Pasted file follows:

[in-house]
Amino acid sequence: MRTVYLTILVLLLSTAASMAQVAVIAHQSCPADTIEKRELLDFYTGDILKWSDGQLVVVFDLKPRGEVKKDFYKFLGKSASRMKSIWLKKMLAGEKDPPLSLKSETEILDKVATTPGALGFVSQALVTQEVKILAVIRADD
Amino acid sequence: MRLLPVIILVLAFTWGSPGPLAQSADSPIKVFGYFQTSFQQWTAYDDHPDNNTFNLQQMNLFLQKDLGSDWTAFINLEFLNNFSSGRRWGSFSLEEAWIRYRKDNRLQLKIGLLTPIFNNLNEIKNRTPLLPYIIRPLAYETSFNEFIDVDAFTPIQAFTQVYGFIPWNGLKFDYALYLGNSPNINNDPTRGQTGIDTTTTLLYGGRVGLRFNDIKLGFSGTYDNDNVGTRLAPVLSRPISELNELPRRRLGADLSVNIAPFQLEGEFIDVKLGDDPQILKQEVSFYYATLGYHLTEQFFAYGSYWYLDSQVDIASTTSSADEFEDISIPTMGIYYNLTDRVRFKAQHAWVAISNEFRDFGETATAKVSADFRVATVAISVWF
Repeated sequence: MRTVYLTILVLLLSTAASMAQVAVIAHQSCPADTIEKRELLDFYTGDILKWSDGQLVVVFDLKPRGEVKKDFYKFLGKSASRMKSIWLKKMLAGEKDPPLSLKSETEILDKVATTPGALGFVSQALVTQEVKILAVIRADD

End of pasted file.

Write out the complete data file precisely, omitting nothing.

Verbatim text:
[in-house]
Amino acid sequence: MRTVYLTILVLLLSTAASMAQVAVIAHQSCPADTIEKRELLDFYTGDILKWSDGQLVVVFDLKPRGEVKKDFYKFLGKSASRMKSIWLKKMLAGEKDPPLSLKSETEILDKVATTPGALGFVSQALVTQEVKILAVIRADD
Amino acid sequence: MRLLPVIILVLAFTWGSPGPLAQSADSPIKVFGYFQTSFQQWTAYDDHPDNNTFNLQQMNLFLQKDLGSDWTAFINLEFLNNFSSGRRWGSFSLEEAWIRYRKDNRLQLKIGLLTPIFNNLNEIKNRTPLLPYIIRPLAYETSFNEFIDVDAFTPIQAFTQVYGFIPWNGLKFDYALYLGNSPNINNDPTRGQTGIDTTTTLLYGGRVGLRFNDIKLGFSGTYDNDNVGTRLAPVLSRPISELNELPRRRLGADLSVNIAPFQLEGEFIDVKLGDDPQILKQEVSFYYATLGYHLTEQFFAYGSYWYLDSQVDIASTTSSADEFEDISIPTMGIYYNLTDRVRFKAQHAWVAISNEFRDFGETATAKVSADFRVATVAISVWF
Repeated sequence: MRTVYLTILVLLLSTAASMAQVAVIAHQSCPADTIEKRELLDFYTGDILKWSDGQLVVVFDLKPRGEVKKDFYKFLGKSASRMKSIWLKKMLAGEKDPPLSLKSETEILDKVATTPGALGFVSQALVTQEVKILAVIRADD